The 1996 U.S. Surgeon General's "Report on Physical Activity and Health" is a landmark document that emphasizes the important link between physical fitness and American health. In a 2011 research report, the President's Council on Physical Fitness and Sports sought to broaden the definition of physical fitness laid down in the Surgeon General's report, subcategorizing skill-related fitness as "those components of physical fitness that have a relationship with enhanced performance in sports and motor skills." The components of skill-related fitness include agility, balance, coordination, power, speed and reaction time.
Agility, as defined by the President's Council, refers to the ability to change your entire body position in space rapidly with accuracy and speed. Sports coach Brian Mac offers a slightly different perspective, defining agility as the ability to perform a successive series of powerful explosive movements quickly in opposing directions. Agility is typically measured by performing a timed shuttle run. Sports teams use zigzag drills to enhance agility.
Balance is your ability to maintain equilibrium, or control your body's position in space. This component can further be broken down into static balance, which is maintaining equilibrium while not moving, and dynamic balance, which is maintaining control of the body while moving without succumbing to gravity or momentum. Balance is important in sports such as dance, gymnastics, ice hockey, figure skating and other sports requiring extreme control.
Coordination is a skill that recruits the senses such as sight and hearing in conjunction with body parts to perform tasks accurately and with efficiency of movement. Coach Brian Mac contends that coordination integrates the various skill-related components of fitness into accurate and effective movements. Juggling, hitting a baseball with a bat and dribbling a basketball are all coordination skills. Hand-eye coordination tests or foot-eye coordination tests are often used to assess coordination.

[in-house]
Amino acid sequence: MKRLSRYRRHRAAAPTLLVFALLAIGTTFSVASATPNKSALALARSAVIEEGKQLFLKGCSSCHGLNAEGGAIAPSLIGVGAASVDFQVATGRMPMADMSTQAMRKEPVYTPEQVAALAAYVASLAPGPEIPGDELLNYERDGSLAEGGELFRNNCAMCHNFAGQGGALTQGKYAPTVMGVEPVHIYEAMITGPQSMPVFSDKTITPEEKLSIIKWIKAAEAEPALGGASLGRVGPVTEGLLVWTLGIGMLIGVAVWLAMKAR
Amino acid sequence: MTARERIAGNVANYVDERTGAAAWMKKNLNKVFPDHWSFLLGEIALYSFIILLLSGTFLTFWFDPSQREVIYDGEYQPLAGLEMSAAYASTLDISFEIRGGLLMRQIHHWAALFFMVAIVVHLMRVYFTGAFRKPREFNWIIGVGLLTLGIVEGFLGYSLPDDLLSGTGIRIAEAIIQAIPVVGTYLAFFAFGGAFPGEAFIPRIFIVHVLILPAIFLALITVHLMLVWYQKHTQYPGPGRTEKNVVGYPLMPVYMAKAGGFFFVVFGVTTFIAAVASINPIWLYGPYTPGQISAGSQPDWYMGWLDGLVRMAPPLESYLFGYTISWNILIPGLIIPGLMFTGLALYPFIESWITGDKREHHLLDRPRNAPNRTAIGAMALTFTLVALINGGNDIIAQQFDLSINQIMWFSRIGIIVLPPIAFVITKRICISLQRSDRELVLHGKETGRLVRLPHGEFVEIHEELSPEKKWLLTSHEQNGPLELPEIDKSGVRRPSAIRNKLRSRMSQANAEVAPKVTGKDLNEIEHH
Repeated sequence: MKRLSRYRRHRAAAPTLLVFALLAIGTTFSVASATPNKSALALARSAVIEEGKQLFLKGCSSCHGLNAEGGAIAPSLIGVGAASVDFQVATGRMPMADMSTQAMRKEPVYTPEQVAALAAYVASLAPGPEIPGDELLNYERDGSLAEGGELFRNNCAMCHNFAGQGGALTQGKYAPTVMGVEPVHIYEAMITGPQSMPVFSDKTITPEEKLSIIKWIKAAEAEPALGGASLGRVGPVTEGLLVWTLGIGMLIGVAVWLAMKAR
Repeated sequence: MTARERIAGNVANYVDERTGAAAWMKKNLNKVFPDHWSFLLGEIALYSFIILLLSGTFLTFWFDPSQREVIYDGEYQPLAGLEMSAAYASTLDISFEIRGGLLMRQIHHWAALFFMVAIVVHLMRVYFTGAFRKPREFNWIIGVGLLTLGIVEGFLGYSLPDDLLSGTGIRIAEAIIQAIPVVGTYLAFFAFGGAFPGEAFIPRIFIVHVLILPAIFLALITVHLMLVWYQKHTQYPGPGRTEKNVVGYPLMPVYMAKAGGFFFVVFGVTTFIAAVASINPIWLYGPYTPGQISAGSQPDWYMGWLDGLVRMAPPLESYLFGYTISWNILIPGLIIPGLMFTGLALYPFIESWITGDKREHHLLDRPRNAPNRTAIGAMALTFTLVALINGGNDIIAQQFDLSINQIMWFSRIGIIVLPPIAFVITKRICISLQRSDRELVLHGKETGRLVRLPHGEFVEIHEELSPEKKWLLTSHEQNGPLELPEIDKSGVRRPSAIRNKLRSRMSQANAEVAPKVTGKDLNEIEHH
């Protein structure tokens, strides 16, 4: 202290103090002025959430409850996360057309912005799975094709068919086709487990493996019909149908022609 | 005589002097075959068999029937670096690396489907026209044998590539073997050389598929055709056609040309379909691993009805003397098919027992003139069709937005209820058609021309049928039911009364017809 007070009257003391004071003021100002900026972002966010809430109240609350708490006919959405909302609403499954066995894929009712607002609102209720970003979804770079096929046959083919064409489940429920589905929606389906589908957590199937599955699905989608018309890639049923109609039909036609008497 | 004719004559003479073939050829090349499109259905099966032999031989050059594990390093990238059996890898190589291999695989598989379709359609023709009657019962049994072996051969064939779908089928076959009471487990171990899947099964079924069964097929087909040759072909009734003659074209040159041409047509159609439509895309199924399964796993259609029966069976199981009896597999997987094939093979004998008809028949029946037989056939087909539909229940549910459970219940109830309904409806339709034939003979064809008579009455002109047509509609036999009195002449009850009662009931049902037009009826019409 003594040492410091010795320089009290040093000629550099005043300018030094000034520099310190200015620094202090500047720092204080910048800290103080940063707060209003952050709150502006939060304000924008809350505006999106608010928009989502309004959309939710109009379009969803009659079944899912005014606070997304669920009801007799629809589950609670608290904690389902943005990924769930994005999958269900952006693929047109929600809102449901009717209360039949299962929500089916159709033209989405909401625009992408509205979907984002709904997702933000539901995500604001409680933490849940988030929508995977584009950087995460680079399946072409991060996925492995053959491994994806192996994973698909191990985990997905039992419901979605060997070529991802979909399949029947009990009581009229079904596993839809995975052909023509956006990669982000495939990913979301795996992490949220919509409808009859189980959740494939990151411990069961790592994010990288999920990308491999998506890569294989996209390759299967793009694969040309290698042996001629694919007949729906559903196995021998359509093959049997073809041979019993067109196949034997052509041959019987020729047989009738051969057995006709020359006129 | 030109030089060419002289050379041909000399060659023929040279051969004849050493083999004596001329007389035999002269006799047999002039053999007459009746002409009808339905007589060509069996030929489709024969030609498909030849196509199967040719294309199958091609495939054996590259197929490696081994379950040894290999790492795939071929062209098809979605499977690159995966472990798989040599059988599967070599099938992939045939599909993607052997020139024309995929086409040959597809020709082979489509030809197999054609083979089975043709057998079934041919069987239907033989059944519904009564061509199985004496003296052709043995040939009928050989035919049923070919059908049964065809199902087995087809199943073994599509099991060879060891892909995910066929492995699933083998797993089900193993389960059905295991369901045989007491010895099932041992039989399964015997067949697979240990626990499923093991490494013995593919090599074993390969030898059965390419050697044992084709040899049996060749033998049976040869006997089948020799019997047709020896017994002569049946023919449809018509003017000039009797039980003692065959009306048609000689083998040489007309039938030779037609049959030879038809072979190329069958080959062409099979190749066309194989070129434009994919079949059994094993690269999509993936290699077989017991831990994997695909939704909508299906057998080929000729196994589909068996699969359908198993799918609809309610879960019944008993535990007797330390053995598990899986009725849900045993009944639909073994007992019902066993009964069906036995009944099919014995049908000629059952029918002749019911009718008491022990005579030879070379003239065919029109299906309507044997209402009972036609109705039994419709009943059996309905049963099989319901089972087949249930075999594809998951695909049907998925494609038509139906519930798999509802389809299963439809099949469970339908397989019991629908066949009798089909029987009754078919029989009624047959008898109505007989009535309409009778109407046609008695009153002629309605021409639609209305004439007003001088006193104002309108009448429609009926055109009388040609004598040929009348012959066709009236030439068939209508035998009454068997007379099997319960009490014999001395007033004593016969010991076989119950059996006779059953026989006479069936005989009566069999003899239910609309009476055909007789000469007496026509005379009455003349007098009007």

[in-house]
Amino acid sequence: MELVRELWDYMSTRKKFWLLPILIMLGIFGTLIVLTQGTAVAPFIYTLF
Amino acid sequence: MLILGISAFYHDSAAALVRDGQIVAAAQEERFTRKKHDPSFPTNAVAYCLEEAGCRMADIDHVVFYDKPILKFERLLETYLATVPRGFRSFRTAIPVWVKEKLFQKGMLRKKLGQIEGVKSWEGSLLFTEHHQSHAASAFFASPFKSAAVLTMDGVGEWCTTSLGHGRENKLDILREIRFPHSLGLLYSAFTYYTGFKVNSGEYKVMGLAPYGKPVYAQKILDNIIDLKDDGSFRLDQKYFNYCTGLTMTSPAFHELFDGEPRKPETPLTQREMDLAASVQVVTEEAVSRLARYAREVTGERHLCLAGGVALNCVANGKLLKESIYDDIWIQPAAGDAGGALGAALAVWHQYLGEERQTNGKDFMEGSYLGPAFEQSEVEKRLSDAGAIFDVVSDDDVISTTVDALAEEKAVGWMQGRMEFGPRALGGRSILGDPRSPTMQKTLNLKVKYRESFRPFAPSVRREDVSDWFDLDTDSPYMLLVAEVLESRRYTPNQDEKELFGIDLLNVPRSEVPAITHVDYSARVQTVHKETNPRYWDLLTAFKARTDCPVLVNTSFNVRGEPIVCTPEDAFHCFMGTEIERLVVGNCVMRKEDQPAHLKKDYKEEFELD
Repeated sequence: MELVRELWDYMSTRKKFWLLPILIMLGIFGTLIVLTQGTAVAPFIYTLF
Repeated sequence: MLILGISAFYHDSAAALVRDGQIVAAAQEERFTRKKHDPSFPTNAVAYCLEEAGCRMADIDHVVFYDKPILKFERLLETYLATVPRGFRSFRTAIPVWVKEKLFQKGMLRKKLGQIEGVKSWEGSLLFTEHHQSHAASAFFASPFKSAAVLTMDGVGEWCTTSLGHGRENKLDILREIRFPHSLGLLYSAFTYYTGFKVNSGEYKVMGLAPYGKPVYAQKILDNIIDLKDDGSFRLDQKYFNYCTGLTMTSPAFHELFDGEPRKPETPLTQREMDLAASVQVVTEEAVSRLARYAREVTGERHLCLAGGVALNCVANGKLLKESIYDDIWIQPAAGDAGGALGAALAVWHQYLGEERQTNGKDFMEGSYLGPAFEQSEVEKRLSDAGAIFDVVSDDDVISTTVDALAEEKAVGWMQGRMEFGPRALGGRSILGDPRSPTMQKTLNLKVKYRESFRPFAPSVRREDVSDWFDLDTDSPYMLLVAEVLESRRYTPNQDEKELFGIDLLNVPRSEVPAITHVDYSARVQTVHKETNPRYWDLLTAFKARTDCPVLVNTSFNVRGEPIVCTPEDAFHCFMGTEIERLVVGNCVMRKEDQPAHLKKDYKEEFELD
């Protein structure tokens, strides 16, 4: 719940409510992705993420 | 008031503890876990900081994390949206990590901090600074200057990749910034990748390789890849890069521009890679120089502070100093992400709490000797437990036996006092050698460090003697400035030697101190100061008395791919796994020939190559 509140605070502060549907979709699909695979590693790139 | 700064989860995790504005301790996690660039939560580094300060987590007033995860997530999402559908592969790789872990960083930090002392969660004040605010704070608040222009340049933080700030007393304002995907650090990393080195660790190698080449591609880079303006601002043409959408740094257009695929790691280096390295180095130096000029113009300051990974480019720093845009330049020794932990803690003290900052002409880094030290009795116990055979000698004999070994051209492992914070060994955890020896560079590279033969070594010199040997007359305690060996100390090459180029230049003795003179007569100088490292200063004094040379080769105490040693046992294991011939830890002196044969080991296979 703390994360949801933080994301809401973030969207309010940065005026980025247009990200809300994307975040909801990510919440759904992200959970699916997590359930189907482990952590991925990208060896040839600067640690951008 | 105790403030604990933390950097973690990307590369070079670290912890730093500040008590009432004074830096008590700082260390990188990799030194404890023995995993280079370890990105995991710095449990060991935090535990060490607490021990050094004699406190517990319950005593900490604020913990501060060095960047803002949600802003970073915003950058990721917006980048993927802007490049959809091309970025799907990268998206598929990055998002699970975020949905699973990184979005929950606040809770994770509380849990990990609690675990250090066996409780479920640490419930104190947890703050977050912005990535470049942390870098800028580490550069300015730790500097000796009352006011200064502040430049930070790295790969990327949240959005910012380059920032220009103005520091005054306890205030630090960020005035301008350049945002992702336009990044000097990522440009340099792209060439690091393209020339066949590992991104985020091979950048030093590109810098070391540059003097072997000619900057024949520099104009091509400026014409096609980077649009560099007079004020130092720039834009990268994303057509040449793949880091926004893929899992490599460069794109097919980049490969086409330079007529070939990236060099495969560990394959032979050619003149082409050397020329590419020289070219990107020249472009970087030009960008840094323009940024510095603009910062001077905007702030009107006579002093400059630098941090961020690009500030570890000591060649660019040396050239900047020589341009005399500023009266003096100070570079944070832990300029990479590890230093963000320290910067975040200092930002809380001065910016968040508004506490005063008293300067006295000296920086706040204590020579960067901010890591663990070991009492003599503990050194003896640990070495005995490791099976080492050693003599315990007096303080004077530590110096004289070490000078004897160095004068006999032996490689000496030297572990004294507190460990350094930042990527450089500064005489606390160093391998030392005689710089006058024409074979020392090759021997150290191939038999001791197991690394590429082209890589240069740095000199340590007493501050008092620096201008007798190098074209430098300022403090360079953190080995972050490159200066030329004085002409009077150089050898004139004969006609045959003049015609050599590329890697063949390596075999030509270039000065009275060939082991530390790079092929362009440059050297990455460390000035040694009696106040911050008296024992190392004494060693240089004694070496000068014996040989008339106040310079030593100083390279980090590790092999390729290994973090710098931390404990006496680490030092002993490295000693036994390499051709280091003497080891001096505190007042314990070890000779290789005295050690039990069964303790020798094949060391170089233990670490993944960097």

A combination of strength and speed, power is the ability to exert maximum force in a quick, explosive burst. According to Pacific Lutheran University, power is a function of the amount of work performed per unit of time. The shot put, a tennis serve, a sprint start, a basketball dunk, and a baseball pitch all exhibit power. The jump height test is one assessment used to test power.
Speed and Reaction Time
Speed is the ability to perform a movement in a short period of time. Reaction time is a subcomponent of speed and refers to the time it takes for the neuromuscular system to produce movement from stimulus to reaction. Moving your foot from the accelerator to the brake is an example of reaction time. Combined, speed and reaction time equate to total response time, which is the time it takes from stimulus to completion of a movement. Speed and reaction times are thought to be greatly influenced by genetics.